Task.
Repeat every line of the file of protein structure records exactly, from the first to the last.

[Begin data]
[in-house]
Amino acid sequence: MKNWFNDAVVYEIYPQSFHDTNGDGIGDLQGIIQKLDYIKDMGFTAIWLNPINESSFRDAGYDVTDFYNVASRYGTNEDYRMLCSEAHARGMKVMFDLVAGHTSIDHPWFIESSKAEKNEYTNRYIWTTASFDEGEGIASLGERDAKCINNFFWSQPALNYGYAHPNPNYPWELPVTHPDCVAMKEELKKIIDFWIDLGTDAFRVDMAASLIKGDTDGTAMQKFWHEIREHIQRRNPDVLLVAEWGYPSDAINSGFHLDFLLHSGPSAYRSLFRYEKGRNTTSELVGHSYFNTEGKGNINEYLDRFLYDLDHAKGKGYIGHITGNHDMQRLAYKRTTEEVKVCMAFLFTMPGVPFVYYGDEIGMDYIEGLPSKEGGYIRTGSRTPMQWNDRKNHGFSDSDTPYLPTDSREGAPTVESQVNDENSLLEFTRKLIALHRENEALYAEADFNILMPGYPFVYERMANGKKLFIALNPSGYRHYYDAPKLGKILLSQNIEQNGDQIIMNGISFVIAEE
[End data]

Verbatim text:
[in-house]
Amino acid sequence: MKNWFNDAVVYEIYPQSFHDTNGDGIGDLQGIIQKLDYIKDMGFTAIWLNPINESSFRDAGYDVTDFYNVASRYGTNEDYRMLCSEAHARGMKVMFDLVAGHTSIDHPWFIESSKAEKNEYTNRYIWTTASFDEGEGIASLGERDAKCINNFFWSQPALNYGYAHPNPNYPWELPVTHPDCVAMKEELKKIIDFWIDLGTDAFRVDMAASLIKGDTDGTAMQKFWHEIREHIQRRNPDVLLVAEWGYPSDAINSGFHLDFLLHSGPSAYRSLFRYEKGRNTTSELVGHSYFNTEGKGNINEYLDRFLYDLDHAKGKGYIGHITGNHDMQRLAYKRTTEEVKVCMAFLFTMPGVPFVYYGDEIGMDYIEGLPSKEGGYIRTGSRTPMQWNDRKNHGFSDSDTPYLPTDSREGAPTVESQVNDENSLLEFTRKLIALHRENEALYAEADFNILMPGYPFVYERMANGKKLFIALNPSGYRHYYDAPKLGKILLSQNIEQNGDQIIMNGISFVIAEE